• Concentration of Enzyme: Much the same as the concentration of the substrate but this time if there is an excess of enzymes then the substrates will all join with an enzyme there will also be a higher chance of a collision between substrate and enzyme.

(http://www.seps.org/cvoracle/faq/catalase.html)

Figure 1

image00.png

Hypothesis

I think that more oxygen (in the form of the foam) will be produced with the higher the concentration of Hydrogen peroxide. I think this will happen because the more reactant (in this case the Hydrogen Peroxide) the more product that is produced (oxygen and water).

Equipment list

  • Hydrogen Peroxide: H2O2 we will use this as the substrate and this is what the Catalase will react will to produce the Oxygen and water
  • Water: I will use distilled water, as it contains no impurities that may alter the experiment and is used to dilute the Hydrogen peroxide. The hydrogen peroxide shouldn’t react with the water because water is one of the products formed by the reaction between hydrogen peroxide and catalase.
  • Potato Extract (Catalase): This will react with the Hydrogen Peroxide to produce Oxygen and water.
  • Test tubes: we will put the different concentrated solutions in different test tubes to make it a fairer test.
  • Test tube racks: we will use the test tube racks to stop the test tubes from falling over this will help us get a fairer result by not controlling the mixing of the solution.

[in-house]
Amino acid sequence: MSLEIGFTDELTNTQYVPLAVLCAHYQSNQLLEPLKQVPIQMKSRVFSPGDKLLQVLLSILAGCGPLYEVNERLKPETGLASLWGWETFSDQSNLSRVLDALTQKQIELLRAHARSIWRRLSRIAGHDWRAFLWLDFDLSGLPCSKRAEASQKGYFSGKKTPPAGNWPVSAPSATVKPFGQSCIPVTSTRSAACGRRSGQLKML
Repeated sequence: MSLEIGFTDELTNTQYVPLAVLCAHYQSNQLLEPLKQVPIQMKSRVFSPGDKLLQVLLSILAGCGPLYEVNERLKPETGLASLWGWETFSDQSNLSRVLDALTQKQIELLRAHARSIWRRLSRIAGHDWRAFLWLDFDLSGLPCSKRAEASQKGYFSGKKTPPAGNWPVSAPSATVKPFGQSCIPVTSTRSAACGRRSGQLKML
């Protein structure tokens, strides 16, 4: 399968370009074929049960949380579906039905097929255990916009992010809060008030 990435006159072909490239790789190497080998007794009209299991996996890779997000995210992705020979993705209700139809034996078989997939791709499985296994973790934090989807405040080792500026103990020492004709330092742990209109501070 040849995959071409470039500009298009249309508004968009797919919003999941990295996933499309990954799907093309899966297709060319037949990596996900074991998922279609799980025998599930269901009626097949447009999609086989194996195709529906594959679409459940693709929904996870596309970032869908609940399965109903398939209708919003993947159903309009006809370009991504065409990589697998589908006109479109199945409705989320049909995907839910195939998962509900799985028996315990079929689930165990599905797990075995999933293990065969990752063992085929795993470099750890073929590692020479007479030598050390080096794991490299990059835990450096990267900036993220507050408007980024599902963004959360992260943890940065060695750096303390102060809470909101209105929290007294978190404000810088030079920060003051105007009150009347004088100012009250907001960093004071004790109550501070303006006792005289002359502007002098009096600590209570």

• Stop Watch: we will need a stopwatch to record how fast reaction takes.
  • Syringes: We will use two syringes one syringe to transport the Hydrogen Peroxide and the other to transport the water so that the Hydrogen Peroxide is not diluted in water before it is added to the Catalase this will make the test fairer.
  • Thermometers: We will measure the temperature of the different test tubes. This is because Catalase will work faster in a hotter environment (but not over 40°C as this will cause the enzyme to denature).
  • Beakers: This is where we will mix the Hydrogen peroxide to get different concentrations of Hydrogen Peroxide.
  • Marker pens: We will use the marker pens to write numbers on the test tubes to make sure we remember which test tube contains which concentration of Hydrogen Peroxide we need to do this as Hydrogen peroxide and water are both colourless so this will prevent us from guessing which test tube contains what.
  • Goggles: We will need goggles because Hydrogen Peroxide is not only poisonous but is an irritant if we get it on our skin and will damage our eyes if we splash some in our eyes.
  • Ruler: We will need a ruler to measure a line where we can stop the stop watch when it reaches this point this will act as a control and will make gathering results easier than measuring the amount of foam produced.
  • Measuring cylinder: We will need measuring cylinders to measure the amount of Hydrogen peroxide and water solutions. We will use a separate measuring beaker for both water and Hydrogen peroxide this will stop the hydrogen peroxide from being diluted before its is added into the test tube.

Safety

To make sure that my experiment is safe I will wear an apron to protect my clothes and skin from being burned by the Hydrogen peroxide and I will wear eye protection to protect my eyes from Hydrogen Peroxide. We will be careful when moving glass so that it does not fall and break.